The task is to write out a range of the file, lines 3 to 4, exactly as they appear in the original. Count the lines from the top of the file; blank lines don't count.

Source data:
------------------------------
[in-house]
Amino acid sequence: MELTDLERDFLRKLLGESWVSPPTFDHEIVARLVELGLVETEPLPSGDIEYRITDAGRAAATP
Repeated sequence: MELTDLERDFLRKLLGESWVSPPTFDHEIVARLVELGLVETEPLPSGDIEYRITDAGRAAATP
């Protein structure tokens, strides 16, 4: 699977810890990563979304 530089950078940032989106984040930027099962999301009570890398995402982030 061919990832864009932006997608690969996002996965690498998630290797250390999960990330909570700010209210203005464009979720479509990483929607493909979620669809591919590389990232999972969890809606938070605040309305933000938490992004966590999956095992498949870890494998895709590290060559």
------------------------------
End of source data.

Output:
Repeated sequence: MELTDLERDFLRKLLGESWVSPPTFDHEIVARLVELGLVETEPLPSGDIEYRITDAGRAAATP
């Protein structure tokens, strides 16, 4: 699977810890990563979304 530089950078940032989106984040930027099962999301009570890398995402982030 061919990832864009932006997608690969996002996965690498998630290797250390999960990330909570700010209210203005464009979720479509990483929607493909979620669809591919590389990232999972969890809606938070605040309305933000938490992004966590999956095992498949870890494998895709590290060559």